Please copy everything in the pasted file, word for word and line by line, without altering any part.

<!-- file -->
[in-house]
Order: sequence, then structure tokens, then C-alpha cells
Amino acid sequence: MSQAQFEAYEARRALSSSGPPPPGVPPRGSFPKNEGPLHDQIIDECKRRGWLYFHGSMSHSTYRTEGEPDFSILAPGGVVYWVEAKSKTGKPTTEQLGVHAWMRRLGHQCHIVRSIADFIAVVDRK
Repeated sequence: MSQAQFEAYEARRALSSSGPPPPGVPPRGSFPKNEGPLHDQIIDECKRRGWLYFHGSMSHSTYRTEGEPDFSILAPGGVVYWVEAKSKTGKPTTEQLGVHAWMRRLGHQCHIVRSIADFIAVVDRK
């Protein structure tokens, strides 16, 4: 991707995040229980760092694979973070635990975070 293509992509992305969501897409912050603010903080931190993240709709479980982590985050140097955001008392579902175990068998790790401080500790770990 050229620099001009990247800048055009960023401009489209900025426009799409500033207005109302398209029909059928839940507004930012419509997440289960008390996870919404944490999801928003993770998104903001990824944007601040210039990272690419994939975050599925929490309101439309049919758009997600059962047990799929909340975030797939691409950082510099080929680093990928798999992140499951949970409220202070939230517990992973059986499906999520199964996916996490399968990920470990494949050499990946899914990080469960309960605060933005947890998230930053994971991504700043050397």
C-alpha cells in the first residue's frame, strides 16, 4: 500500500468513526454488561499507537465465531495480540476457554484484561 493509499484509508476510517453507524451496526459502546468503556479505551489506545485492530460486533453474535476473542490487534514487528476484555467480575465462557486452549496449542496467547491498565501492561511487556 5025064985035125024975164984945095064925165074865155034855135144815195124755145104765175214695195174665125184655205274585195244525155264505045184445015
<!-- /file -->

[in-house]
Order: sequence, then structure tokens, then C-alpha cells
Amino acid sequence: MSQAQFEAYEARRALSSSGPPPPGVPPRGSFPKNEGPLHDQIIDECKRRGWLYFHGSMSHSTYRTEGEPDFSILAPGGVVYWVEAKSKTGKPTTEQLGVHAWMRRLGHQCHIVRSIADFIAVVDRK
Repeated sequence: MSQAQFEAYEARRALSSSGPPPPGVPPRGSFPKNEGPLHDQIIDECKRRGWLYFHGSMSHSTYRTEGEPDFSILAPGGVVYWVEAKSKTGKPTTEQLGVHAWMRRLGHQCHIVRSIADFIAVVDRK
């Protein structure tokens, strides 16, 4: 991707995040229980760092694979973070635990975070 293509992509992305969501897409912050603010903080931190993240709709479980982590985050140097955001008392579902175990068998790790401080500790770990 050229620099001009990247800048055009960023401009489209900025426009799409500033207005109302398209029909059928839940507004930012419509997440289960008390996870919404944490999801928003993770998104903001990824944007601040210039990272690419994939975050599925929490309101439309049919758009997600059962047990799929909340975030797939691409950082510099080929680093990928798999992140499951949970409220202070939230517990992973059986499906999520199964996916996490399968990920470990494949050499990946899914990080469960309960605060933005947890998230930053994971991504700043050397």
C-alpha cells in the first residue's frame, strides 16, 4: 500500500468513526454488561499507537465465531495480540476457554484484561 493509499484509508476510517453507524451496526459502546468503556479505551489506545485492530460486533453474535476473542490487534514487528476484555467480575465462557486452549496449542496467547491498565501492561511487556 5025064985035125024975164984945095064925165074865155034855135144815195124755145104765175214695195174665125184655205274585195244525155264505045184445015